“The weakest ink is stronger than the sharpest memory”: testing the effects of witness note taking and retention interval on eyewitness memory

Onwuegbusi, Tochukwu and Bull, Ray and UNSPECIFIED and UNSPECIFIED and UNSPECIFIED (2010) “The weakest ink is stronger than the sharpest memory”: testing the effects of witness note taking and retention interval on eyewitness memory. In: British Psychological Society Annual Conference, 14 - 16 April 2010, Stratford-upon-Avon, England.

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Item Type:Conference or Workshop contribution (Poster)
Item Status:Live Archive

Abstract

Objectives: The subject of eyewitness memory has been in the mainstream of empirical and theoretical activities in the discipline of forensic psychology with scholars devoting their time on devising a technique, tool, or approach for improving eyewitness memory. The present study examines the effects of note taking and retention interval on eyewitness memory.

Design: A 2 (witness note: note v no note) x 2 (retention interval: two days v one week) between group MANOVA factorial design was used in this study. The dependent variables are (a) eyewitness memory (verbal recall) measured in three categories: (i) correct (ii) incorrect (error) and (iii) confabulations and; (b) identification accuracy.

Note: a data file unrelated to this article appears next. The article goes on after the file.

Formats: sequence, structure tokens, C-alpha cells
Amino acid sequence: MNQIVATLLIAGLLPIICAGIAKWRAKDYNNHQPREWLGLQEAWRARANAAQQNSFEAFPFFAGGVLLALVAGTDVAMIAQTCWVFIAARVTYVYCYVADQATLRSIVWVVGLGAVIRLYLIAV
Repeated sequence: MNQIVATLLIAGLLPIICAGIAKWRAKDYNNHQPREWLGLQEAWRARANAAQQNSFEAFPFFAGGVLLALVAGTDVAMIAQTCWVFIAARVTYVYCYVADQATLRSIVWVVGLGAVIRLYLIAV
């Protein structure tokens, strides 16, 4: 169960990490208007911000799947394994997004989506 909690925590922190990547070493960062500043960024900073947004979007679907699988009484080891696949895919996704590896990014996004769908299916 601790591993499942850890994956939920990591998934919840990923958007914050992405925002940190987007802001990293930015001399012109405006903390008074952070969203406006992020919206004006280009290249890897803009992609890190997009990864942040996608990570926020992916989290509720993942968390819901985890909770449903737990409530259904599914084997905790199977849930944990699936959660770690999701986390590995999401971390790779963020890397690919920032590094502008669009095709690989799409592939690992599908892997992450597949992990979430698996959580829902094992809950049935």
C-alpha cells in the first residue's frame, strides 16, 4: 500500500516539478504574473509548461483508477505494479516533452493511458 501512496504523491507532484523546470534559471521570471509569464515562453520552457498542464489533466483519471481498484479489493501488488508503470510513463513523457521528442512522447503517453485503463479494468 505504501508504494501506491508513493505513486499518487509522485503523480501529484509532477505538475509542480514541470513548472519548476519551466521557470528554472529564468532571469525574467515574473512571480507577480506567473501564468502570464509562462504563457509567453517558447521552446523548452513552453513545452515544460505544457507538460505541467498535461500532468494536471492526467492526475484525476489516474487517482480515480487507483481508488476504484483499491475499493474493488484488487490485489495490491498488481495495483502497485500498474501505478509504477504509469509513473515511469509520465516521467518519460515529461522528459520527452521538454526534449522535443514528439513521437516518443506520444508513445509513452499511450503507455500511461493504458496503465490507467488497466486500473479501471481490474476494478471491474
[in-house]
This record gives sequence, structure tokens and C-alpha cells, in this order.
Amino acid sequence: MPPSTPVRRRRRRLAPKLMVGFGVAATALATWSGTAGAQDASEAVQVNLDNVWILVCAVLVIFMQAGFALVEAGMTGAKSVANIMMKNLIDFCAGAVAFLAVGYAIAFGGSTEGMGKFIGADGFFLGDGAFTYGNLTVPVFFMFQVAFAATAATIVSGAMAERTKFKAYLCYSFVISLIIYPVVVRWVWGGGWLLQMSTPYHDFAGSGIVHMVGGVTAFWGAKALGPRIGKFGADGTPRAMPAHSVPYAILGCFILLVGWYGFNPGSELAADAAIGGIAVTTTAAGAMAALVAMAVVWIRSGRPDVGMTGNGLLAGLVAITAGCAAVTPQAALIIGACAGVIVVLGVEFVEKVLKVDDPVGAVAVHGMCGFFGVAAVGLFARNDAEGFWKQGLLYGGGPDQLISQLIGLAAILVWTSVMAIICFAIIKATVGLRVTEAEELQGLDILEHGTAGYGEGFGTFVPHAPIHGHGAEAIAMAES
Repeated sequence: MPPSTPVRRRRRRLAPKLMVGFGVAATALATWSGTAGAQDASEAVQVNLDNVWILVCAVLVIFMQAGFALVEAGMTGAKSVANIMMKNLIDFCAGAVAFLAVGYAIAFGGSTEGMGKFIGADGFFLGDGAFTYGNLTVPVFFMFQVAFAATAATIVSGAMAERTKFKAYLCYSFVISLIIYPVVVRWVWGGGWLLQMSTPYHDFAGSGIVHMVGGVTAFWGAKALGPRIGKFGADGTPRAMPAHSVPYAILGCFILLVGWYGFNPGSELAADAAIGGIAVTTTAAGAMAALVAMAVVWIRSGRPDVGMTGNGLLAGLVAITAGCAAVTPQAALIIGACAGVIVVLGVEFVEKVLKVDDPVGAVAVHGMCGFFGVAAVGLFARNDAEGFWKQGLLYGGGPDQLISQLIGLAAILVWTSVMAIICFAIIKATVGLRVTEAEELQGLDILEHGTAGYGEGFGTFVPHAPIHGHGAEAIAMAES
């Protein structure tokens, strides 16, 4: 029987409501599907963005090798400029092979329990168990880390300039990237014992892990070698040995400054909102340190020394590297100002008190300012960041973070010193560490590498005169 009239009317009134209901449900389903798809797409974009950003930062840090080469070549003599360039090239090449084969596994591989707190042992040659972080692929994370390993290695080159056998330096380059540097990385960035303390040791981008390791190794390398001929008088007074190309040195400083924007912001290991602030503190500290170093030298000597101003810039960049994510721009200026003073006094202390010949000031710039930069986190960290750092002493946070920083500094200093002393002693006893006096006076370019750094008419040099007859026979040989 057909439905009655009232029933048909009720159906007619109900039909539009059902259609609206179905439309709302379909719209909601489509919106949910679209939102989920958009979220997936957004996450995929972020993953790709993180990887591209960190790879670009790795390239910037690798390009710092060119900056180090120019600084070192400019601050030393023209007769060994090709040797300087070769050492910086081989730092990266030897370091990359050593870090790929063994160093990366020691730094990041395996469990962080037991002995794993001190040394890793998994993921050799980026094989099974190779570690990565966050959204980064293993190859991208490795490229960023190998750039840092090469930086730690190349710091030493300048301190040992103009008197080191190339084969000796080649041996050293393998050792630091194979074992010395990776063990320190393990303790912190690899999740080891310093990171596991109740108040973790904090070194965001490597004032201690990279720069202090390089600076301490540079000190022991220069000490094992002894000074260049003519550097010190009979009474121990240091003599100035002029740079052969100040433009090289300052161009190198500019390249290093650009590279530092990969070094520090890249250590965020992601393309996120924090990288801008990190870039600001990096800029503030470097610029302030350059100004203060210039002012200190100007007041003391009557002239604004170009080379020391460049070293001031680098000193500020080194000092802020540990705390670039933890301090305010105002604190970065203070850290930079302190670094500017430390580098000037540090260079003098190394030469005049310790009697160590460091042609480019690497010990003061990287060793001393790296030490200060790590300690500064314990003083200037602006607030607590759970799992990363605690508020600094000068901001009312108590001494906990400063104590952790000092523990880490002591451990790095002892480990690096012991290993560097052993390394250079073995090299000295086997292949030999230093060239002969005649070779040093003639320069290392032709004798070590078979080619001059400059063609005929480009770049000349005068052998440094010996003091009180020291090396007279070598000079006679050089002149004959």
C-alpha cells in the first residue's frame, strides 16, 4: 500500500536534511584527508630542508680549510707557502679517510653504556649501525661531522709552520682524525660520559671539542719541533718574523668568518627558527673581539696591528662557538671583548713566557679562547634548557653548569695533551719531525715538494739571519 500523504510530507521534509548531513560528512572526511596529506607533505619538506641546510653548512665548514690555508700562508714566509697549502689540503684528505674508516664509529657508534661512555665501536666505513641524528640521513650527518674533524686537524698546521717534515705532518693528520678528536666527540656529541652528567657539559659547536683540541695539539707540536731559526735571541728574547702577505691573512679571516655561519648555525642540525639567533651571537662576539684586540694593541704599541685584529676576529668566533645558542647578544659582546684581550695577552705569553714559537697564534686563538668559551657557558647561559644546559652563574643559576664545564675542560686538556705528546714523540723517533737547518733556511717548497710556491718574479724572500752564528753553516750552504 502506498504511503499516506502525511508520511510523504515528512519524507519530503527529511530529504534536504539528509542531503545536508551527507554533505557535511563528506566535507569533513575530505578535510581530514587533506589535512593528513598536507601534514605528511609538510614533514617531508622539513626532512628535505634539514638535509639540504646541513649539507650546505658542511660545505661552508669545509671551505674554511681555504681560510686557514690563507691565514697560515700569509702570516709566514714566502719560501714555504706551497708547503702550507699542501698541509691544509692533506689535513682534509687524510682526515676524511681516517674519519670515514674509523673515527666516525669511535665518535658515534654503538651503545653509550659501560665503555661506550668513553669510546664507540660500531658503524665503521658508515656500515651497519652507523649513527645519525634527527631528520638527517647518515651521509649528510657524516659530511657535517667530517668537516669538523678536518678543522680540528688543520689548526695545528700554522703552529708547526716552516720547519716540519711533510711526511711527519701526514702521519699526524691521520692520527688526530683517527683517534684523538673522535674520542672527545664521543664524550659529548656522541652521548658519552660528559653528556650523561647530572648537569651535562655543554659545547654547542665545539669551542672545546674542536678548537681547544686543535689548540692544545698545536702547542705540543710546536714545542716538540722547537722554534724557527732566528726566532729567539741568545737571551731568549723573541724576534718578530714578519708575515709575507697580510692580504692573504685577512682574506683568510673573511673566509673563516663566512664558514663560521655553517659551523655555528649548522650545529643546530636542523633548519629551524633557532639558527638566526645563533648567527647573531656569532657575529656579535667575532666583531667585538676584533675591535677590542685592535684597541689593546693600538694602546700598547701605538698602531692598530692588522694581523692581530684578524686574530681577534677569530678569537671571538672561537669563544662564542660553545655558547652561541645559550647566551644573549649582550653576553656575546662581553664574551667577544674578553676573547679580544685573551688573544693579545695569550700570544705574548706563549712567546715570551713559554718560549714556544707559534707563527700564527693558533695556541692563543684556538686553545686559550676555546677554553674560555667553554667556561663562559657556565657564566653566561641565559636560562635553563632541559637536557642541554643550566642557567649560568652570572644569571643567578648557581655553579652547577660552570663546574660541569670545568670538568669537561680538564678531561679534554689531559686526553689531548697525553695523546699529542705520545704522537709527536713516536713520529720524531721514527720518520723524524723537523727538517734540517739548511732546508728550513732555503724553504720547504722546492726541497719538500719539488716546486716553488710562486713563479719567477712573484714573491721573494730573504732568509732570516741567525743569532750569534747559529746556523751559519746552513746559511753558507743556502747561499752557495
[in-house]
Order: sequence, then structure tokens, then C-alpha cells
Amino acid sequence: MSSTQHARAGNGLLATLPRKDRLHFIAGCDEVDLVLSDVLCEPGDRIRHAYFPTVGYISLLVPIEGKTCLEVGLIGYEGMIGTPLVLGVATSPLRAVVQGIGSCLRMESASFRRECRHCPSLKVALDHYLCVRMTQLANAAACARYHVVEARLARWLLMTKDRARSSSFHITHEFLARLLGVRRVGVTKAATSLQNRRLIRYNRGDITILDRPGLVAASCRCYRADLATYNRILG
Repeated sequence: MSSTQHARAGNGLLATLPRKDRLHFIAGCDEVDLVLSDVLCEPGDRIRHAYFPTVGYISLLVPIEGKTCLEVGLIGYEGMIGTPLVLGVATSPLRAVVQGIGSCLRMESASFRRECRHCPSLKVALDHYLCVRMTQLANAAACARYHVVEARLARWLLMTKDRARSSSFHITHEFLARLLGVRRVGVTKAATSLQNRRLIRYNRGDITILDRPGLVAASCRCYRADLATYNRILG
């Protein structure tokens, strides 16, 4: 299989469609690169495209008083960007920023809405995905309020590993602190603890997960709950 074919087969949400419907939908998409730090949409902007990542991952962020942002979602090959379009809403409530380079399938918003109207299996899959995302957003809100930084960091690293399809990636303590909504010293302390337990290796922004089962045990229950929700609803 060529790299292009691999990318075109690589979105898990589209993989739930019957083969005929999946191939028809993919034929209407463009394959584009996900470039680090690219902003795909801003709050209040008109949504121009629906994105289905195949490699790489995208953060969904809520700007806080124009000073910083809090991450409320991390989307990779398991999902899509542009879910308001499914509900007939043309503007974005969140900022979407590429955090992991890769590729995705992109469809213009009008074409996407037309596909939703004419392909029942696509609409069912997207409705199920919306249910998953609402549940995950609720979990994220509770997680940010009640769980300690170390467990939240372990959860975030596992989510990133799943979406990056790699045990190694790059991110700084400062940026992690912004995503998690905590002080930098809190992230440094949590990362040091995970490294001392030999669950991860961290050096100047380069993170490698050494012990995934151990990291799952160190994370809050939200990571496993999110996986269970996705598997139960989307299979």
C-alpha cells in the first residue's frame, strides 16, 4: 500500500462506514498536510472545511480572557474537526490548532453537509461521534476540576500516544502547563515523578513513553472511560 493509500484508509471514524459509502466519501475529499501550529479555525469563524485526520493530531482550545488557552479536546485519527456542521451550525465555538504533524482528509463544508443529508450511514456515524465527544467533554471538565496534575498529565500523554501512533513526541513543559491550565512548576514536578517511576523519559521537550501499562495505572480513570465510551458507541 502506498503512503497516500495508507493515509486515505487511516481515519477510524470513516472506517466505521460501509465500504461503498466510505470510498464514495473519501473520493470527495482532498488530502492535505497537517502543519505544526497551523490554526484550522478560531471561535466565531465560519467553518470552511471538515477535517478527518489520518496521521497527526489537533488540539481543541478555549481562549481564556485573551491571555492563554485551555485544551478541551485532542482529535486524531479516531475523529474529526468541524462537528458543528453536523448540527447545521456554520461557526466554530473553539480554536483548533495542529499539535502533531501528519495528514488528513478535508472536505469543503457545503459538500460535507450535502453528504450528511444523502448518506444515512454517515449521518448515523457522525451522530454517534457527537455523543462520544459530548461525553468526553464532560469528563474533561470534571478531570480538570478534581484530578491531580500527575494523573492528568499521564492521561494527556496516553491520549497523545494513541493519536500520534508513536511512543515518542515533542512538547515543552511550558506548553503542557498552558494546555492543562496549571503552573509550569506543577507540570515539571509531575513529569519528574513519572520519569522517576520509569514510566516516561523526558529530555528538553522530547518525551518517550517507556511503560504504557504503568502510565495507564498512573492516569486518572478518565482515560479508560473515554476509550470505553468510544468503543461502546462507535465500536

Methods: 40 students from various undergraduate disciplines volunteered to participate in the study. A three minute film depicting a bank robbery was shown to the participants. After watching the film, their memories for the event were tested in terms of verbal recall and identification of the perpetrator from the lineup.

Results: Using 2x2 MANOVA, the result shows that there is a multivariate difference between note and no note on the combined DVs, F (3, 34) =3.61; p=.023; Wilk’s Lamda=0.76; partial eta squared=0.24 with correct recall accounting for the significant difference, F (1,36) =10.62; p=.002; partial eta squared =0.23. There was no multivariate difference between two days and one week interval group on the combined DVs, F (3,34) =0.67; p=0.58; Wilk’s Lambda=0.94; partial eta squared=0.056. Furthermore, there was no significant interaction between witness note taking and retention interval on the combined DVs, F (3, 34) =0.29; p=0.84; Wilk’s Lambda=0.98; partial eta squared=0.025. The effects of note taking and retention interval on identification accuracy were also examined. The result of a 2x2 chisquare test showed no evidence of association between these two variables and identification accuracy. For participants instructed to re-read their notes, there was no correlation between reviewing own note and correct recall.

Conclusion: The results of the present study have shown that regardless of time interval, note taking can serve as a memory aid to eyewitness (es) of crime events. Note taking increases recall of correct information. However, it does not lead to increase in correct identification.

Keywords:Eyewitness memory, Retention interval, Forensic psychology, Note taking
Subjects:C Biological Sciences > C810 Applied Psychology
Divisions:College of Social Science > School of Psychology
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ID Code:30672
Deposited On:16 Mar 2018 15:27

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